BOOK REVIEW: Behutet: The Defeat of the Sebau — Part ii of the Behutet Trilogy
By Sh. NuAuMu Samga
Kazembe Bidiako’s second volume in his Behutet series, The Defeat of the Sebau, ferries the reader between slow-moving, detailed, developmental streams of consciousness and those that are tumultuous, chaotic and action-packed. In this 162-page urban Kamitic legend, Bediako seamlessly blends the Ancient teachings and history of Kamit (Ancient Egypt) with modern-day urban experiences and gives the reader a perspective of how to inject the Ancient Wisdom of our Kamitic ancestors, as a navigational tool, into our modern-day lives.
Ra Heru Khuti and Sethe, the main protagonists in the story, engage not only in the external battle against each other but also the internal personal battle - to learn how to cultivate and properly use the natal power of the spirit which we all have access to. Ra Heru Khuti is blessed not only with seasoned priests and companions who are initiated into a way of life that promotes preserving the welfare of all - including transgressors - but he is also blessed with access to a host of ancestors who support him in his battle to restore and maintain order within his own person and in the world. With Sheps Abaso as his war counselor — a female (in case you assumed that all war counselors are male :) — Ra Heru Khuti draws up a peace plan to win his battles against Sethe. He also acquires a clear vision of the future when he hears voices “bidding him to tell the sons and daughters of the great Mount Babalasaam, Luk Muk and Qumram of rites that shall walk the earth again in ancient names” — a return to the ancient way of life where peace as the foundation of life is established by “get[ting] my person out of the way … and announcing my victory over the inept emotions…”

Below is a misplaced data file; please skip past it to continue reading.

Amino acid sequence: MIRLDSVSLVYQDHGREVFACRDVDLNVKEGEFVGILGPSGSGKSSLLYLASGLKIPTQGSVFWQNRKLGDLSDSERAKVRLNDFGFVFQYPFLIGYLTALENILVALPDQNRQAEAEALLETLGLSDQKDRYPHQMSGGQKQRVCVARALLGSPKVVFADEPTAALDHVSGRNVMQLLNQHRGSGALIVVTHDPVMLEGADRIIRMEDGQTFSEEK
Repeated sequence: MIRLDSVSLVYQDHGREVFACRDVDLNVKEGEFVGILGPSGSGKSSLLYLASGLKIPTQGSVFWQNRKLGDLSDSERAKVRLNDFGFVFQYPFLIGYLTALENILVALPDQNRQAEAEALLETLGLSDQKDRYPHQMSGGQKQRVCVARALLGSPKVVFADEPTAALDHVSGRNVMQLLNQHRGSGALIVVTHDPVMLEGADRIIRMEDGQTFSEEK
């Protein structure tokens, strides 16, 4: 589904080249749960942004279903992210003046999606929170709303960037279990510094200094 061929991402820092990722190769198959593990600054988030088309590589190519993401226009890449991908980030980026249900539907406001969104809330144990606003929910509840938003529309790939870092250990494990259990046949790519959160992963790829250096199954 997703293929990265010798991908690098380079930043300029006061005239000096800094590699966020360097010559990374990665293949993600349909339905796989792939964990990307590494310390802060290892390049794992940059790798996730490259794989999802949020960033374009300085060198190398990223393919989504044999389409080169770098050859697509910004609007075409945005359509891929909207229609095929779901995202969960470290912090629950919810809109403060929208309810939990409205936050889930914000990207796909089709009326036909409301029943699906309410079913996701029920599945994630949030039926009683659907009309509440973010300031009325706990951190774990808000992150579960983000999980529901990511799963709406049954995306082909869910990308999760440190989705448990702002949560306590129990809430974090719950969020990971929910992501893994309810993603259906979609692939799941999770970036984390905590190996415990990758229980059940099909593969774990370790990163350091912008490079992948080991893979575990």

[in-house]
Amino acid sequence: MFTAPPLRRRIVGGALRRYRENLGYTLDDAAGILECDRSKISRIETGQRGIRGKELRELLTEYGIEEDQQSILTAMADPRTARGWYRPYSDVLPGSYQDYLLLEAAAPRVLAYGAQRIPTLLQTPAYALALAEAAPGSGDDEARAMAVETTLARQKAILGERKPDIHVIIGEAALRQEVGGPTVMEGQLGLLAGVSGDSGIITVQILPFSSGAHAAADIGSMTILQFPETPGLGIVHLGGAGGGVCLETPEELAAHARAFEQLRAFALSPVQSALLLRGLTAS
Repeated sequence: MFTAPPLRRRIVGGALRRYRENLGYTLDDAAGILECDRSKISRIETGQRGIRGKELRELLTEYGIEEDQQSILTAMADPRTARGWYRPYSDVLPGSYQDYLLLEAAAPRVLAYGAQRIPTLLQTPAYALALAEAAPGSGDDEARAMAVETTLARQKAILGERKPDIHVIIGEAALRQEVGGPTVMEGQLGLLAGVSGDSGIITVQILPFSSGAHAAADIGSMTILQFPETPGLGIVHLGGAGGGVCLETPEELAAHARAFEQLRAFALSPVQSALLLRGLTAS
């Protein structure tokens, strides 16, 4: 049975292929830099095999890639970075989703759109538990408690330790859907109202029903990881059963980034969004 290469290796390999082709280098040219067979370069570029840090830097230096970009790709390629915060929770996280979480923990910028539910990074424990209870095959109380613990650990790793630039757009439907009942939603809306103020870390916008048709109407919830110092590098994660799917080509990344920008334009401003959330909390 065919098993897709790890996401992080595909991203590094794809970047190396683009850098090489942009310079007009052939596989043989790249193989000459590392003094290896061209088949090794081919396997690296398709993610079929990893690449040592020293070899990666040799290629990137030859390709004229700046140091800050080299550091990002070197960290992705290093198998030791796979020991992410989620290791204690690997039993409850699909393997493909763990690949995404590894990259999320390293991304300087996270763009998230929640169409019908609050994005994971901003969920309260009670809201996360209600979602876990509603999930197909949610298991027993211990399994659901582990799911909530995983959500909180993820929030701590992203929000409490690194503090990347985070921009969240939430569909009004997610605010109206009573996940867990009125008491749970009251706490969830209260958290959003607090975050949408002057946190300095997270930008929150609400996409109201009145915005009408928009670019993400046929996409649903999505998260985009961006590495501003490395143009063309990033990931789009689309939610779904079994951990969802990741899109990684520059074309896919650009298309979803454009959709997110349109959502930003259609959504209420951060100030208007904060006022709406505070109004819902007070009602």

But a true balance between the use of spiritual power and physical means is maintained in the battle scenes where Ra Heru Khuti has a cadre of those well skilled in the art of war — both male and female units, using a variety of weapons including sound. Led by Mangala Kum Ra, the Wordless Warriors use “certain precise sounds … to affect everything in the world. They do not carry weapons. They sit in meditation and chant, making sounds that affect things.”
Sethe’s battle plans parallel that which the modern reader is more familiar with — rule through fear and intimidation — conquer the enemy by instilling within your supporters, terror and fear of ‘the enemy’, and by setting up an “...artificial world…” of cities — “...with non stop action; pulsating neon lights, blaring music, and plastic people ...trafficking in every commodity known to man” … “conniving in suppressing valuable discoveries…that would allow people to discover the potential healing power within themselves” … because... “it could cripple the health [medical] and pharmaceutical industries” — so that those in leadership “can take advantage of the confusion.” The list of means to maintain power through intimidation, mistrust, and violence, and thus suppressing the awakening of the spiritual power of the masses is ad infinitum.